Lost in the hoopla surrounding last weekend's International Olympic Committee inspection tour, Mayor Richard M. Daley's big political anniversary went virtually unnoticed. So at an unrelated news conference on Thursday, he seemed almost eager to talk about it.
In the lobby of a newly remodeled El station, the mayor said the past 20 years had sped by like one of the trains rumbling overhead. And even he was surprised the anniversary of his first election as mayor came and went unnoticed last weekend by the media.
"I have thoroughly enjoyed my 20 years as mayor. I really love it. I don't think there's a better job in America," said Daley on Thursday.
April 4, 1989. State's Attorney Richard M. Daley defeats Aldermen Timothy Evans and Ed Vrdolyak to become Chicago's 54th mayor. He called his greatest success since then the improvement of the city's public schools.
"Of all the things I could do for children, if I give them the tools of life at an early age, they have everything going for them," said Daley.
His greatest disappointment? He wouldn't say. But he did lash out at reporters who write things about a mayor he says they don't really know.
"I hope you don't portray me as something I'm not. That's the thing that really bothers me. You know that. I've told you personally," said Daley.
Daley has presided over Chicago's biggest downtown building boom since after the Great Fire. But U.S. Congressman Bobby Rush, a political ally today who unsuccessfully challenged the mayor in 1999, says neighborhoods haven't fared nearly as well under Daley.
"Chicago is becoming a city that's too expense to have live in and that's going to be his downfall," said U.S. Rep. Bobby Rush, (D) Chicago & South Suburbs.
North sider Peter Buol, who met the mayor for the first time on Thursday morning, said people trust the Daley.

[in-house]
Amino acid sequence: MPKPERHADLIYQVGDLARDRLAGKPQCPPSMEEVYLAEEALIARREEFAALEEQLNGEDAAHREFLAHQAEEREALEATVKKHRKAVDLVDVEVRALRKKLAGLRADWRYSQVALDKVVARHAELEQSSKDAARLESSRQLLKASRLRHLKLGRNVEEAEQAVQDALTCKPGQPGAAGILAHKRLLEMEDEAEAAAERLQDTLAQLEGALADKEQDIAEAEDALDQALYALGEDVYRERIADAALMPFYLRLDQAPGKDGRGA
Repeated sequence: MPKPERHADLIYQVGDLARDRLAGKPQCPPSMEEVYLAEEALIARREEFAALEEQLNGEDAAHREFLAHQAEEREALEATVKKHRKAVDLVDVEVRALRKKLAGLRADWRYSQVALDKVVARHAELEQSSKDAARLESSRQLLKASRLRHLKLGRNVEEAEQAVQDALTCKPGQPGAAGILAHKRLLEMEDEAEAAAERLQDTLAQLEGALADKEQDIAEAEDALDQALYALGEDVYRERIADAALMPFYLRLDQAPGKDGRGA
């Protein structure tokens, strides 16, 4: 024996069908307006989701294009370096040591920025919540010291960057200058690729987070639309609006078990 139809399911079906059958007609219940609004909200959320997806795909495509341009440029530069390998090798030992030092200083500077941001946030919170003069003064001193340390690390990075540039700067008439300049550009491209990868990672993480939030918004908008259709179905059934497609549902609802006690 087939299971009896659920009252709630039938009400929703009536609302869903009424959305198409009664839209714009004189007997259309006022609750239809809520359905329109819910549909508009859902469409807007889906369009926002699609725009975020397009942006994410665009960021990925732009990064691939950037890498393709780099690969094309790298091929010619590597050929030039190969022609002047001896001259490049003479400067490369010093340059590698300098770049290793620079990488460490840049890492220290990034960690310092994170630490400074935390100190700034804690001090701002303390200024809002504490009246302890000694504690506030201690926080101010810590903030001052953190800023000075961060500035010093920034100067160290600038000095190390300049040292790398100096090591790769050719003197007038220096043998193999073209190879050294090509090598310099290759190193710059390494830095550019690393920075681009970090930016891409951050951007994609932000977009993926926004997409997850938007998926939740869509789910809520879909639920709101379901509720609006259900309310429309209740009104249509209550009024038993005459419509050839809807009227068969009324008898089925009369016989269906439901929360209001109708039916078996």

"I think people know he's not looking to go anywhere else in terms of using the office as a stepping stone to governor or president," said Buol.
As for City Hall corruption during his two decades of power, Daley brushed it off as a fact of life.
"It's happening every day in the private sector. Even in your business. You see it every day. And so that doesn't mar me personally," said Daley.
And why hasn't the man time magazine once called America's best big city mayor ever written a book?
"People start writing books. I don't know how they do it because you have to do your job. Why should I be writing a book, you should go and do your job and too many people sit there writing books as public officials instead of doing their job," said Daley.
On Thursday morning, Daley gave no indication he planned to retire any time soon. He'll be 67 years old on April 24.Daley said the people are the ultimate decision makers on a politicians future. You get the feeling he's going try to be mayor for as long as he's physically able. He says he loves the job.
Daley also says he wants his legacy to be that he was a good father. He said nothing about politics.